Is your market ready for social media?
Ogilvy & Mather is a multinational enterprise. Many of our clients are as well. We routinely plan and execute social media strategies in many countries. In the past year, some of our biggest clients began the process of applying governance and policies for use of social media globally and locally.
Once local markets really get active, they can spawn an inconsistent use of social networks and a mixed bag of best practices that without a little stewardship can have a poor ROR (return on reputation). Essentially, it is another form of sloppy brand management - not necessarily through any fault of the local market.
Most global companies are more decentralised than centralised, especially if they are B2C brands. That gives the local marketer latitude around strategy and tactics. Before the internet, it was less likely that incongruous local campaigns would come to anyone's attention outside that market.
Now, whatever you do online can be discovered by almost anyone. Search Facebook for five of your favourite brands, and chances are you will discover some official pages and some special purpose pages, such as the employee soccer league, in an odd market. It pays to put those social media guidelines in place ASAP to avoid the process of auditing the existing patchwork of Facebook pages, YouTube videos and Twitter handles.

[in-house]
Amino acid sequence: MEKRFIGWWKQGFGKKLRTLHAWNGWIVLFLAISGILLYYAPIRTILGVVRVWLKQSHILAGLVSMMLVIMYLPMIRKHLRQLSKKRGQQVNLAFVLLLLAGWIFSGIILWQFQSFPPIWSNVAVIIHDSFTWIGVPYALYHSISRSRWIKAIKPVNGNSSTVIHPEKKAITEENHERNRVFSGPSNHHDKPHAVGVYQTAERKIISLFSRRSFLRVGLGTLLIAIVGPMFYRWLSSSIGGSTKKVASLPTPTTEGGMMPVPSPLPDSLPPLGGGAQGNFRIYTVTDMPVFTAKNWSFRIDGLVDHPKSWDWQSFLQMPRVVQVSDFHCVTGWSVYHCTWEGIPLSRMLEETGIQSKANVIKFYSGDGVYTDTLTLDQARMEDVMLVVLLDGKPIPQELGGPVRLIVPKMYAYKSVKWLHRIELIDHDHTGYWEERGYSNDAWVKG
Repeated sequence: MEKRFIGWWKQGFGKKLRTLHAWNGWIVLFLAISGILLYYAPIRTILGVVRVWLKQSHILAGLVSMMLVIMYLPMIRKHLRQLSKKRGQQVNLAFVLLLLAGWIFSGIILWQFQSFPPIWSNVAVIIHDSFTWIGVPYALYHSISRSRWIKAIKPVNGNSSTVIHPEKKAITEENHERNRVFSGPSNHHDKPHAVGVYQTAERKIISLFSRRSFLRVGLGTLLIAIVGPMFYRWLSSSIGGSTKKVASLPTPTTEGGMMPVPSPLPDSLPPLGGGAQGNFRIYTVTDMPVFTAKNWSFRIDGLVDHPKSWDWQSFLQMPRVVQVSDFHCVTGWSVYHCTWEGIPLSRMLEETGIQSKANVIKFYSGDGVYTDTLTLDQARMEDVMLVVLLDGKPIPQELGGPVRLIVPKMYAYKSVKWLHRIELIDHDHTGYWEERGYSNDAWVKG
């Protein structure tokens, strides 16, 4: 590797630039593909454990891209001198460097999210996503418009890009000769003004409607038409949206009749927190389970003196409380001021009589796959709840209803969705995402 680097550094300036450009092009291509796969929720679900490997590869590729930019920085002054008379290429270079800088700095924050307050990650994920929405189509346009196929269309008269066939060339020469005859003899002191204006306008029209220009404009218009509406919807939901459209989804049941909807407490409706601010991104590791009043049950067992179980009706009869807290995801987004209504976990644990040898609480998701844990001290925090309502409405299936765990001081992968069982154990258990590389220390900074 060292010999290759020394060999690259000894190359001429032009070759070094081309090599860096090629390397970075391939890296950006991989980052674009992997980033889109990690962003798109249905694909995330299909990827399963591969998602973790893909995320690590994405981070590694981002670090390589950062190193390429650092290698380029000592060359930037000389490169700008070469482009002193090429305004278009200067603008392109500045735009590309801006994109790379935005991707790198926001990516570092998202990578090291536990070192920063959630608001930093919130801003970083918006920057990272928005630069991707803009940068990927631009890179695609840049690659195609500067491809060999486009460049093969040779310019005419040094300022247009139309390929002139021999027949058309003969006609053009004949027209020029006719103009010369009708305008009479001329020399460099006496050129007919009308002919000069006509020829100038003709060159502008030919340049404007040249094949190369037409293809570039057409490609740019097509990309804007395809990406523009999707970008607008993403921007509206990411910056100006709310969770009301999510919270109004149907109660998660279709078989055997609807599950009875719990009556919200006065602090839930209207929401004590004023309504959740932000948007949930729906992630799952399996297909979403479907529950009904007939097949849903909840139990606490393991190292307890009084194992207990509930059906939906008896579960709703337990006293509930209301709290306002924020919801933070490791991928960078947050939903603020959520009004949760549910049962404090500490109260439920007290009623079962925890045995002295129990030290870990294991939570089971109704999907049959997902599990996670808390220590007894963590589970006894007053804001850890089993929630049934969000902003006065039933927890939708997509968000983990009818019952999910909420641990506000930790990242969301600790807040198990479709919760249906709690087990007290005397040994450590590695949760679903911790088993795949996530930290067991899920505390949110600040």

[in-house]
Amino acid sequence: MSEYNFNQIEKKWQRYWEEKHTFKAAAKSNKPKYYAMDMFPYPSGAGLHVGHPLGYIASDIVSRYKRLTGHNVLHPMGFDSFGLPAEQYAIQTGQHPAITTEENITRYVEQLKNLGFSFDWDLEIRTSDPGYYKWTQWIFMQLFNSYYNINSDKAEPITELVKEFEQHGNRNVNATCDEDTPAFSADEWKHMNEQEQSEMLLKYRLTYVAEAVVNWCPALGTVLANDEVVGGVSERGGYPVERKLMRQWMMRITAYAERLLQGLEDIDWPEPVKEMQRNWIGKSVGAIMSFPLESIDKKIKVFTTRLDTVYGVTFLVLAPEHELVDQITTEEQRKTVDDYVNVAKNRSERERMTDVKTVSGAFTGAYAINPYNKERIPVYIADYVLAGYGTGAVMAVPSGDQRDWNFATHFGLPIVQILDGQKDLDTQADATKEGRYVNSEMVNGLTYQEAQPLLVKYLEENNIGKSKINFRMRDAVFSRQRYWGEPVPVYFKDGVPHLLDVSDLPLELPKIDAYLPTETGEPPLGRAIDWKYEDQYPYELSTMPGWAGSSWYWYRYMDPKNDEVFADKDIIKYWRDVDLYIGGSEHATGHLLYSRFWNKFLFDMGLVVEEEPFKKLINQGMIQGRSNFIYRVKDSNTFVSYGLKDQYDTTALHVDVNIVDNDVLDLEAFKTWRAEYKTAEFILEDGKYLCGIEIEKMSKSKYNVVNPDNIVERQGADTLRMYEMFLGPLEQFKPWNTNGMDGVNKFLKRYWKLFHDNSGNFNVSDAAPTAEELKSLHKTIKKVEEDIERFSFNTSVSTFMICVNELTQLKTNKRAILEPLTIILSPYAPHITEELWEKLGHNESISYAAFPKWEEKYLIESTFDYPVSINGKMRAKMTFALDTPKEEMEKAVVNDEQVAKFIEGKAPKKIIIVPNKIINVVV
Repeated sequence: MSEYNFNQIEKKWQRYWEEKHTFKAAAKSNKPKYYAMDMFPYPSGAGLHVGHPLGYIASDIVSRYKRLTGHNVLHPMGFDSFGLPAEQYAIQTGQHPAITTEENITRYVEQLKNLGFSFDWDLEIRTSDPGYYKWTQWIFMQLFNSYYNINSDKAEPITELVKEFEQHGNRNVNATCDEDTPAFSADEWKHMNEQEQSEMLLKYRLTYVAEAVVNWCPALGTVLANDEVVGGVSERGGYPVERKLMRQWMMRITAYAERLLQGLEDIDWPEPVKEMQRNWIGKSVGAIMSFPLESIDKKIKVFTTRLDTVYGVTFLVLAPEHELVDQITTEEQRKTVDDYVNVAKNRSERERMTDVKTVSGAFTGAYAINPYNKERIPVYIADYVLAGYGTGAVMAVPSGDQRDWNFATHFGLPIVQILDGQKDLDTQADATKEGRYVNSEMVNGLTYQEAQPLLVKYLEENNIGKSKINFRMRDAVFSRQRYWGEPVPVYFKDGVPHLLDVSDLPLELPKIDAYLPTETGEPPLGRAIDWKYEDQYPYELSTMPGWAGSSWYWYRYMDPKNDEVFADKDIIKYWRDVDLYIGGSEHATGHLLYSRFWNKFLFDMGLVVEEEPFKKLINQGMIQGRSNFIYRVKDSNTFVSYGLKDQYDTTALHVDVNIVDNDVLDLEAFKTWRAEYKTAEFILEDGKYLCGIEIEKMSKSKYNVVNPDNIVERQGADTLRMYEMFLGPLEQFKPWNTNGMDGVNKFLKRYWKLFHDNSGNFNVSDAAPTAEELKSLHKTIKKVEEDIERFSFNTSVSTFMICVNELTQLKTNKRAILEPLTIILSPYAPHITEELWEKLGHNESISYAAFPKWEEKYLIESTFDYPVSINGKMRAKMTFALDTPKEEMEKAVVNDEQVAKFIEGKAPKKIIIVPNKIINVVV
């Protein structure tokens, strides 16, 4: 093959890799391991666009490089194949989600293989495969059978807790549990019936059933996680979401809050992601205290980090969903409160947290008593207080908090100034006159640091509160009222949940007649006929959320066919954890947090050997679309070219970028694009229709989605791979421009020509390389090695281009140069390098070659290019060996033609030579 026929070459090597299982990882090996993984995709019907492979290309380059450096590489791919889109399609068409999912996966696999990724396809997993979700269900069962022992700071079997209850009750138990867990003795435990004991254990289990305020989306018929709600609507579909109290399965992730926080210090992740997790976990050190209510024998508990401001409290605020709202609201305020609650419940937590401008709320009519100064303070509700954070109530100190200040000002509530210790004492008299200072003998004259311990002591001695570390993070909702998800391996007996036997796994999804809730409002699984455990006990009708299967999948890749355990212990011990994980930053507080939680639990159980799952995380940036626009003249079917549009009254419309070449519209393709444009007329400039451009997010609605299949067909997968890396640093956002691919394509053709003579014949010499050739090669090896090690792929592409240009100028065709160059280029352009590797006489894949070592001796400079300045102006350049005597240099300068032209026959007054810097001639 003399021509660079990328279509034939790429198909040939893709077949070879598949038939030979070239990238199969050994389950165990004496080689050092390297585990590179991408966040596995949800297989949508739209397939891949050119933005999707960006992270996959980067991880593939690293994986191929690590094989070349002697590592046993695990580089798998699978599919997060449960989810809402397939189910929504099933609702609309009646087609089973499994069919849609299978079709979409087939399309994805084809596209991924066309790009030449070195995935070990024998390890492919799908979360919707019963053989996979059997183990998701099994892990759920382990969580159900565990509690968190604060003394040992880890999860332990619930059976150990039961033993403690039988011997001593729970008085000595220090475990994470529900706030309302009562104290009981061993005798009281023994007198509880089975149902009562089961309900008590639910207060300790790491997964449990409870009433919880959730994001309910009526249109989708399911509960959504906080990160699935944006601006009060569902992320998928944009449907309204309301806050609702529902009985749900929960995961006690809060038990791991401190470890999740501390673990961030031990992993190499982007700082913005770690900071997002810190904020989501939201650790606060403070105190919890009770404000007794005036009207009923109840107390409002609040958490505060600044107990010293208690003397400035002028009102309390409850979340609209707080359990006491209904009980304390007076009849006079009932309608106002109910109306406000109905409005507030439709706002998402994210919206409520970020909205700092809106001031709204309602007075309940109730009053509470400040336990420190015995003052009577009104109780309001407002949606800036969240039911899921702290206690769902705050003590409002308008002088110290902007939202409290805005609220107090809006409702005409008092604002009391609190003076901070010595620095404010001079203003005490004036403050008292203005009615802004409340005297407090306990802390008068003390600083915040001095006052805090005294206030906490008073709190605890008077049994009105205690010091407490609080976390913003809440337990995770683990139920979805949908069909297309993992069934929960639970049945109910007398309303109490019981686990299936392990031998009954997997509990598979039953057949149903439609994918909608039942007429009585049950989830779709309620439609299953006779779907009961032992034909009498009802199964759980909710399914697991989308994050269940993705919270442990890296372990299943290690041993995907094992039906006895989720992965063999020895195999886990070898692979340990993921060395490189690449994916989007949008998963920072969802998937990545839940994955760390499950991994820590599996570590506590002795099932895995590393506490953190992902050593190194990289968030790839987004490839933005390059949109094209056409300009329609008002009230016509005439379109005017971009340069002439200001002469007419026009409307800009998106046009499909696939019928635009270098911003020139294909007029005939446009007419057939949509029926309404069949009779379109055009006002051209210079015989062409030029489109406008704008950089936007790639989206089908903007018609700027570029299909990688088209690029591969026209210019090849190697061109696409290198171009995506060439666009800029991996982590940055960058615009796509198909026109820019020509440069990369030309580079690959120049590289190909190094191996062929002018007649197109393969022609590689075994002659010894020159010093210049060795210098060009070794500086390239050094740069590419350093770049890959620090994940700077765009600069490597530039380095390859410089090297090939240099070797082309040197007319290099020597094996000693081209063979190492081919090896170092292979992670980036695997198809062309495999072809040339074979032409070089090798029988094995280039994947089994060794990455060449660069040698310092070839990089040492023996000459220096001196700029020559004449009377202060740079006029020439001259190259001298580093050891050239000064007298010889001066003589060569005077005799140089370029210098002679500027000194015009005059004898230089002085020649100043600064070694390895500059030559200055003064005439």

When you are in 80 markets, like some of the world's giant FMCGs, or even in
20 markets, how do you decide when to begin using social media at the local level? I would argue there are three DIY indices you can use to gauge timing.
1. Enterprise readiness
By now, most brands have some social media experience, either at the corporate or product brand level to refer to. It doesn't matter how successful or big this effort was, so long as there was learning and this was shared with the company. Do you have an overarching social strategy that is integrated with your overall marcom strategy? Do you have a corporate social media "playbook" or guidelines in place? These should outline your overall social strategy - how you plan to use the major social networks.
2. Market conditions
Do customers and influencers use social media in sufficient numbers to make it worthwhile? Despite the global steamroller known as Facebook, every market has different conditions. It helps if you know your willingness to get into something early. That helps you decide if an installed base of 30% of total population as internet users is good enough to get going - the chances are this 30% have some type of influencer profile making it worthwhile.
3. Local Marcom team's readiness
Have markets established the "digital basics"? Did the local team demonstrate proper commitment? Social media marketing is neither free nor simple. If local marketers expect to be successful, they need to confirm they have the staff to properly manage the effort, the budget to do it right and a reasonable evaluation model to know when they are winning or losing.
John Bell is managing director of 360 digital influence, Ogilvy & Mather.
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